Chou said that the “quarantine” of the Communist forces by Hu Tsung-nan’s armies continued to be very effective. I asked him what he thought would be the developments in the northwest area in the event of a Russo-Japanese war. He said that he did not anticipate an early outbreak of such hostilities. He expressed fear that, if they did occur, the Chinese Government forces would not take advantage of the situation to start offensive operations in the north. He said that the Communist forces, numbering about a half million men, would request the National Government for equipment to undertake such an offensive. If this request were refused (he thought it would be), request would be made for small arms and ammunition for active guerilla operations in the north and northeast. Upon the refusal of this request (which he considered likely) the Government would be asked to agree to the Communist forces receiving military supplies from Russia. He said that such a request would place the National Government in an embarrassing position because it would not wish to agree—would probably not agree—but would find it very difficult to explain its position to the other immediately interested United Nations.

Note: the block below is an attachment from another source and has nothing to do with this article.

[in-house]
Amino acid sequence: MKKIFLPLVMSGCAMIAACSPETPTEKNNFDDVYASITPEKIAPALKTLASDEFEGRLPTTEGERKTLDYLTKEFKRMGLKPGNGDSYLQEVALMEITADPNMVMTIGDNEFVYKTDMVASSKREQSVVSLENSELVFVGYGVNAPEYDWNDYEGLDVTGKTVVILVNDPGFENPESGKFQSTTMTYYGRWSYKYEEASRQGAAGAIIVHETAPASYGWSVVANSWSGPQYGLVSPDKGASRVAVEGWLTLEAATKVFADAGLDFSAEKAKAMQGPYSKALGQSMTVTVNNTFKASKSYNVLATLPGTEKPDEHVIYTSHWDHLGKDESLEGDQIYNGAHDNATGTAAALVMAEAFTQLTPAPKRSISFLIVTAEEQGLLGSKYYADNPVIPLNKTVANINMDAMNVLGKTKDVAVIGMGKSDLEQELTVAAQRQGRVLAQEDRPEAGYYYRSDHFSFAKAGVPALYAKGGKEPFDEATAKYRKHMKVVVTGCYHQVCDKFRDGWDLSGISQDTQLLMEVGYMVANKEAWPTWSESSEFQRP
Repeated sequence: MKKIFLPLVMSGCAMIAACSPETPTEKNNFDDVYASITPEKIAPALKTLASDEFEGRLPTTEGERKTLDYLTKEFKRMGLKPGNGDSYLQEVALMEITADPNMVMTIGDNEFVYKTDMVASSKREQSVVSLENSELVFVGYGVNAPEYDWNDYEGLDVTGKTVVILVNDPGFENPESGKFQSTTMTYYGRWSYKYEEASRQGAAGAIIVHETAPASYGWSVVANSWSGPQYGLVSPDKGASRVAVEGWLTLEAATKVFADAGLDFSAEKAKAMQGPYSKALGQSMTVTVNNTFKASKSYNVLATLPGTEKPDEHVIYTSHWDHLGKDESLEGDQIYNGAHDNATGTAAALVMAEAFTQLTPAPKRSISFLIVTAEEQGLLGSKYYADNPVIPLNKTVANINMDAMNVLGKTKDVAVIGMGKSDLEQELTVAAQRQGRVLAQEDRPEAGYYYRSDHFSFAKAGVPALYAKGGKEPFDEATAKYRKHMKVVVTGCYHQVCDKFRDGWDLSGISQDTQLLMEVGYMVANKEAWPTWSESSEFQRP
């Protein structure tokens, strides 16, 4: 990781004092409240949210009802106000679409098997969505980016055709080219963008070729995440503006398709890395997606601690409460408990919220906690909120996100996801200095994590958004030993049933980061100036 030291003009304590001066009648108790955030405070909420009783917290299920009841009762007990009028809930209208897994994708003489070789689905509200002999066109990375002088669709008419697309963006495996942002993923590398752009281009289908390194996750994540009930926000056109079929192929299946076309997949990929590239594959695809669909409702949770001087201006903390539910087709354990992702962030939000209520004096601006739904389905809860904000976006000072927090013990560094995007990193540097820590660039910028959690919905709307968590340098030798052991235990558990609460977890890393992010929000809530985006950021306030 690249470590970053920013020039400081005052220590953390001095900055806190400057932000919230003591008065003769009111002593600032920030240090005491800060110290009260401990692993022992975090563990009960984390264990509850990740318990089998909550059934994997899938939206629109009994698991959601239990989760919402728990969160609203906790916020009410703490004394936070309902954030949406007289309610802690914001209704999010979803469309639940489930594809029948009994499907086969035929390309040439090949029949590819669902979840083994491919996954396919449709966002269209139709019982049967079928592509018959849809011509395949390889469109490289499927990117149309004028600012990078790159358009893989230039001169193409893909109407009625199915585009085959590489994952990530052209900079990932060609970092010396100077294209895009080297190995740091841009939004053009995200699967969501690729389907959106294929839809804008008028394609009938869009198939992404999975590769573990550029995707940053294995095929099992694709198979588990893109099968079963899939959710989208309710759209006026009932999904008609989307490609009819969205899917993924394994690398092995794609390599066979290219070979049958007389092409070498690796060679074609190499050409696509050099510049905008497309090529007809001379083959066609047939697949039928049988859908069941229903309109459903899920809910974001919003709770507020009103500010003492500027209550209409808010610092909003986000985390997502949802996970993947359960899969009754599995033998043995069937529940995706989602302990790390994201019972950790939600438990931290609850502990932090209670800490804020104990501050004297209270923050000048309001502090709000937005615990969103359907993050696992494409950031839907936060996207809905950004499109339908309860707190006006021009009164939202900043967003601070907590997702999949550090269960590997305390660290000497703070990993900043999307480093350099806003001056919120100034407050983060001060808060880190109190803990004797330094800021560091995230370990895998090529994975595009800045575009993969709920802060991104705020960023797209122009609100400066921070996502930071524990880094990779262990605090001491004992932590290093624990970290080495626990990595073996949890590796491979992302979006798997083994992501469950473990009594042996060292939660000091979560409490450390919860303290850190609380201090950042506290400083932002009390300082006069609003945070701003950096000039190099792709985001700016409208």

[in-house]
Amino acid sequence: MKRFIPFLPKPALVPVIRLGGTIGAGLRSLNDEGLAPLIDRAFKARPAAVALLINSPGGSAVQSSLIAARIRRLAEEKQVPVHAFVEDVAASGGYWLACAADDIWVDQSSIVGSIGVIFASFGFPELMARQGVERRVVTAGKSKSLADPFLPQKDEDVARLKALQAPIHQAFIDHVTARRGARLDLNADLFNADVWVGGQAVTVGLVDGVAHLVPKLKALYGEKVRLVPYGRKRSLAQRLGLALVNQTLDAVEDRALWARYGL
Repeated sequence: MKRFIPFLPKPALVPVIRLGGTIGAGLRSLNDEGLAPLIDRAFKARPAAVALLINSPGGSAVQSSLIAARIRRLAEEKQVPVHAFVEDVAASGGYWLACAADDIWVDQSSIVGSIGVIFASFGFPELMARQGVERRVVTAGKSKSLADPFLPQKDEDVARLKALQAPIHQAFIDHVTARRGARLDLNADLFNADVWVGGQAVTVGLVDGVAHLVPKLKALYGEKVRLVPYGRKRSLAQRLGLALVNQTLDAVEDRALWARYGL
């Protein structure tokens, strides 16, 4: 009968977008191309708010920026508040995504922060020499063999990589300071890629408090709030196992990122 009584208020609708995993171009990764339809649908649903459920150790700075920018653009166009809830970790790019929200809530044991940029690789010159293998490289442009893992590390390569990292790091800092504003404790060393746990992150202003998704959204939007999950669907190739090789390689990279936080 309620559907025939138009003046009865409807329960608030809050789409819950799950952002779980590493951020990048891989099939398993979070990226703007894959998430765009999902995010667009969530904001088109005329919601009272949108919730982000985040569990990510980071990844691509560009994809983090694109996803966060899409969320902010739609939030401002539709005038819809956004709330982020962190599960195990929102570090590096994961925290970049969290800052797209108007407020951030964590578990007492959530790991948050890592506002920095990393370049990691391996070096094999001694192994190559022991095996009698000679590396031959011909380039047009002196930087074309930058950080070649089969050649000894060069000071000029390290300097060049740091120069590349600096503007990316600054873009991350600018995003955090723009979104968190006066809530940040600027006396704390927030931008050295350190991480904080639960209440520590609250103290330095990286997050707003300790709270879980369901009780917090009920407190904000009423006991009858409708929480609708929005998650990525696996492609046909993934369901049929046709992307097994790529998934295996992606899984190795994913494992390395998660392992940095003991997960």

Chou said that, while an attitude of “wait and see” might be advocated by some Chinese officials, he felt that there was little actual “defeatism” in China and that by and large there was confidence in victory over Japan. He said the economic-financial situation was the most serious problem in unoccupied China; that it did more to depress morale than anything else, and that the Government should actively and immediately concern itself with ameliorative measures. He is an advocate of increasing the production of agricultural and other consumption goods as rapidly as possible without special regard for cost. He suggests land reform and reclamation and full support of industrial cooperatives as means of accomplishing these ends.

John Carter Vincent
  1. Transmitted subsequently to the Department in despatch No. 553, July 30, p. 211.